Let's start out with the Teleological Argument.
Teleology: the philosophical study of design and purpose. The supposition that there is purpose or direction in the works and processes of nature.
Teleological Argument: the Argument from Design: argues for the existence of god or a creator based on perceived evidence of order, purpose, design or direction in nature.
Here's the basic argument:
- The universe is too complex, orderly, adaptive, apparently purposeful or beautiful to have occurred randomly or accidentally.
- Therefore the universe must have been created by a sentient, intelligent, wise or purposeful being.
- god is a sentient, intelligent, wise or purposeful being.
- Therefore god exists.
You can substitute just about anything in for the universe. The eye, humans, the fundamental constants of the universe, etc.
Many great men have used this argument over the centuries, but that doesn't make it valid. Socrates, Plato, Aristotle and Cicero to name a few. Cicero started the Watchmaker Analogy:
"When you see a sundial or a water-clock, you see that it tells the time by design and not by chance. How then can you imagine that the universe as a whole is devoid of purpose and intelligence, when it embraces everything, including these artifacts themselves and their artificers?" (Cicero, De Natura Deorum, ii. 34)
Even Charles Darwin found the Watchmaker Analogy compelling, which he got from William Paley who wrote about it in his book titled Natural Theology in 1802. But his theory of evolution was an alternative explanation for the complexity of nature. In his autobiography, Darwin wrote,
Although I did not think much about the existence of a personal God until a considerably later period of my life, I will here give the vague conclusions to which I have been driven. The old argument of design in nature, as given by Paley, which formerly seemed to me so conclusive, fails, now that the law of natural selection has been discovered. We can no longer argue that, for instance, the beautiful hinge of a bivalve shell must have been made by an intelligent being, like the hinge of a door by man. There seems to be no more design in the variability of organic beings and in the action of natural selection, than in the course which the wind blows. Everything in nature is the result of fixed laws. (Charles Darwin's Autobiography, page 87)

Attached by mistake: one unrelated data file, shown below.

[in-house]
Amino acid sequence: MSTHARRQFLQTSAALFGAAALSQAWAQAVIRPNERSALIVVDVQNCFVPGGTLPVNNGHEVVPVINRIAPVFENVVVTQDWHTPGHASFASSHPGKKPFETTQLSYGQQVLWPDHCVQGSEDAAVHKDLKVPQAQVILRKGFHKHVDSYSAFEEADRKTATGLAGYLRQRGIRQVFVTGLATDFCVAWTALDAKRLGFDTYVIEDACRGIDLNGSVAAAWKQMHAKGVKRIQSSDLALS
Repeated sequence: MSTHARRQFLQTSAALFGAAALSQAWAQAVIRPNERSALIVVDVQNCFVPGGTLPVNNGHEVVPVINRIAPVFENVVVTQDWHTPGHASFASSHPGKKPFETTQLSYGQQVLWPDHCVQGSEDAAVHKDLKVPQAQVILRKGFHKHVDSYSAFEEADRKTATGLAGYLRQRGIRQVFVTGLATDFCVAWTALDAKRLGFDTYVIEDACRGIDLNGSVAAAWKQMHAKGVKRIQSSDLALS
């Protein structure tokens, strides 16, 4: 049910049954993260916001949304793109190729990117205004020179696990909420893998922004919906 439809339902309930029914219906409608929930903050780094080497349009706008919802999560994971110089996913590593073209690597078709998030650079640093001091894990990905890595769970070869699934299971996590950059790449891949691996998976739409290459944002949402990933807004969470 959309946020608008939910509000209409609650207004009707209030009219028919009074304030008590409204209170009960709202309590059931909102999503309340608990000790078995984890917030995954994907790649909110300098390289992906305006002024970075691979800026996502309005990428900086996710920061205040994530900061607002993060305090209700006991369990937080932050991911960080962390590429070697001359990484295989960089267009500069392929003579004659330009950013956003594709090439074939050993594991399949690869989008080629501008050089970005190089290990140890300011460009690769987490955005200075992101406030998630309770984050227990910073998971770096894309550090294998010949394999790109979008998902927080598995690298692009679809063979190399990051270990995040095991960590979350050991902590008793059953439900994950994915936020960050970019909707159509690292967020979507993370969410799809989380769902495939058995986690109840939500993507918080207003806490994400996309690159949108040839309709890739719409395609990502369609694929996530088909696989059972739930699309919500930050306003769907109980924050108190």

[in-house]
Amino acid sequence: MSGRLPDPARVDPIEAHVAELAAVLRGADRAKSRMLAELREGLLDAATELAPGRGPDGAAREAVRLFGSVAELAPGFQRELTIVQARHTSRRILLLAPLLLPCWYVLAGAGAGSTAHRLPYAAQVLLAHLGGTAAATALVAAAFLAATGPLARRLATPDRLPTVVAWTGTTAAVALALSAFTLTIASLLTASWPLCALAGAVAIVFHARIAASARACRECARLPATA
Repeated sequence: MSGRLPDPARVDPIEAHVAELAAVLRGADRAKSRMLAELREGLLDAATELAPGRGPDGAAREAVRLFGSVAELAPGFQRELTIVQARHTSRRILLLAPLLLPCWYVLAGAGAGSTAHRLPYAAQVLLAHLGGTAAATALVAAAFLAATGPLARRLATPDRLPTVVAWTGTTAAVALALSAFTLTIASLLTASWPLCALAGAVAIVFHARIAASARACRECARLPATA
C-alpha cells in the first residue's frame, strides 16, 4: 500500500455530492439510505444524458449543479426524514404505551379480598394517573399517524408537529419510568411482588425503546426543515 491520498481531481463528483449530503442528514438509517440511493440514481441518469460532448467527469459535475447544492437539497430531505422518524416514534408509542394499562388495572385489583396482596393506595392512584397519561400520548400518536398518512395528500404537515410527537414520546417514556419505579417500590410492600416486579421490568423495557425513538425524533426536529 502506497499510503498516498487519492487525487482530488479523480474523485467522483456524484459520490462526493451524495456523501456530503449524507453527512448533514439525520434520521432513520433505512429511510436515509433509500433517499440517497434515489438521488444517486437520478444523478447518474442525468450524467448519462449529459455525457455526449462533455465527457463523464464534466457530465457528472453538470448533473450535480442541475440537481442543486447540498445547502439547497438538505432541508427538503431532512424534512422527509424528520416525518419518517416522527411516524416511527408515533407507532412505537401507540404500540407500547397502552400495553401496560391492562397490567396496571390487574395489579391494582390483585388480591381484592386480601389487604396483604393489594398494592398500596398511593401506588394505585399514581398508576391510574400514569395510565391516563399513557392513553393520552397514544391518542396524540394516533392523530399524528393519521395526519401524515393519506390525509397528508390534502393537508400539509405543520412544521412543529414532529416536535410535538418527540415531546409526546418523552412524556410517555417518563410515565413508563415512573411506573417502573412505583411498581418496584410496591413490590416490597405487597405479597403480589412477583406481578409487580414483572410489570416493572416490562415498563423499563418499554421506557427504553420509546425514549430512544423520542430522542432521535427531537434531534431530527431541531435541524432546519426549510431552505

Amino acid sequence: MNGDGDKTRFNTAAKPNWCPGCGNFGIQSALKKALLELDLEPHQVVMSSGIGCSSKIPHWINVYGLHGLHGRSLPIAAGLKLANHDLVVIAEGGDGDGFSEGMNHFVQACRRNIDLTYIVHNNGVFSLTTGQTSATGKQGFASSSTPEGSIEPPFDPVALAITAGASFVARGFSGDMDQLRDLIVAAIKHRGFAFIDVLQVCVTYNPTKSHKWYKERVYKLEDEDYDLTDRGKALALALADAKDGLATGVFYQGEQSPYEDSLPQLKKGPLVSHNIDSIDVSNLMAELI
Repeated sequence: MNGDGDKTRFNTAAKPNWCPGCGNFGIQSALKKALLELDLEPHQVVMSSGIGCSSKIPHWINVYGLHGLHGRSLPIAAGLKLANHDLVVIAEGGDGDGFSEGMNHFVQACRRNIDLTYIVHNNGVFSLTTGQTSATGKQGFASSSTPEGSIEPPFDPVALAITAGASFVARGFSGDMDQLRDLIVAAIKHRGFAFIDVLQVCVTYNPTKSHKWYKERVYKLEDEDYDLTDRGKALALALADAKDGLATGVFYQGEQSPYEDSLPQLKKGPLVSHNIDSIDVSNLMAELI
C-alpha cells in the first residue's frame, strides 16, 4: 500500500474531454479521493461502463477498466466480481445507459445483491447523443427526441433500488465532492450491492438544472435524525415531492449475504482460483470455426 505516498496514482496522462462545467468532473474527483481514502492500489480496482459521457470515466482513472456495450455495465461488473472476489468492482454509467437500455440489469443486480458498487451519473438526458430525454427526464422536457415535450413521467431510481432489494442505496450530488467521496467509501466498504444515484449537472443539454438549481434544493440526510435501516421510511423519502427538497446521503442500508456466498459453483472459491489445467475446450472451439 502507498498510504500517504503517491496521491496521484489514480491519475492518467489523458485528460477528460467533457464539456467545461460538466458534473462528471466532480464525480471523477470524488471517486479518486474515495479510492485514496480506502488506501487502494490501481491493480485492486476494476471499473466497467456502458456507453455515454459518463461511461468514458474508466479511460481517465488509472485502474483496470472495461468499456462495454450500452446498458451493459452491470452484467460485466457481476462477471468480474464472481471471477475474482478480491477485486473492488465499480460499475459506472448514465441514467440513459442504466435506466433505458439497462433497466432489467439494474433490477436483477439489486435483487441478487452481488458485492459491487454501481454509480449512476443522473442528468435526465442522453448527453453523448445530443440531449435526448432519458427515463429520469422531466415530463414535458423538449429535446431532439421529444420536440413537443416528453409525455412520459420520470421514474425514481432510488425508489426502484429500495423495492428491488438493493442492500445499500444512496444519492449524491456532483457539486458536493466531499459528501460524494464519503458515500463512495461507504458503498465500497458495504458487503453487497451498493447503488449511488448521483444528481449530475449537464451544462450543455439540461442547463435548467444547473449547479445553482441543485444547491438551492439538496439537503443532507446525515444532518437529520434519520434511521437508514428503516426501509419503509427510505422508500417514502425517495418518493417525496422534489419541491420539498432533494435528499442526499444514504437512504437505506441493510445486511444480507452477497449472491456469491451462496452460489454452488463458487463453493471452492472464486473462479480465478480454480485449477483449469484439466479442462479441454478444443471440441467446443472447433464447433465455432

And of course, proponents of intelligent design find this idea compelling. They make up complicated sounding concepts like irreducible complexity (variation of the watchmaker analogy where you can't have half an eye, you need it fully developed for it to be effective, etc) and other such nonsense.
Just Because It's Complex Does Not Imply A Designer
There are systems in nature that are non-random or orderly simply because they follow natural physical processes. Diamonds and snowflakes are examples.
Just because it's not understood (argument from ignorance) doesn't mean god did it. In many cases its simply the ignorance of the person arguing that god did it. For instance, the eye is seen in many different stages of evolution throughout the animal kingdom today and throughout natural history. All are relevant, all show irreducible complexity to be completely nonsensical.
Listen to Richard Dawkins or Neil deGrasse Tyson and you'll start to see the unsoundness of such arguments. In fact, Dr. Tyson did a 6 minute video about "bad design" which you can find here: By god He's a Bad Designer. This is an interesting angle. If everything was designed by god, why are there so many screwy ways that nature does things? Why are there so many bad designs, like eating and breathing out of the same hole?
Evolution, as Darwin laid out and science has refined, is a better explanation with more supporting evidence than intelligent design could ever hope to be.
Does Not Prove The Existence Of God
Even if, by some twisted perversity everything is designed by a god, it doesn't mean that it is the one god that the christians, jews or muslims follow. It doesn't mean, by that logic that there is just one god at all, or that the designer(s) are omnipotent, benevolent, or even interested in earth.
Voltaire and David Hume came up with those ideas.
If Everything is Designed, Who Designed the Designer?
Or as Richard Dawkins suggests, the teleological argument would apply to the designer in question. So that designer would have to be at least as complex and purposeful as the designed objects. You would need many designers, all even more complex than the previous, to design the designers.
Some say that god is outside of the natural laws of the universe, so that he doesn't need a designer. But this is nonsensical. If he was outside of nature, he would be unable to interact with nature. If you moved the goalposts again to say that he could magically mess with nature even though he is outside of the laws of nature, wouldn't there be some trace of nature being messed with each time? (Just a thought.)
I'm no philosopher. I'm just trying to simply explain this theological argument that we all come across in our travels. Feel free to add to my explanations, give examples, and show counter arguments to help us all understand some of these philosophical concepts.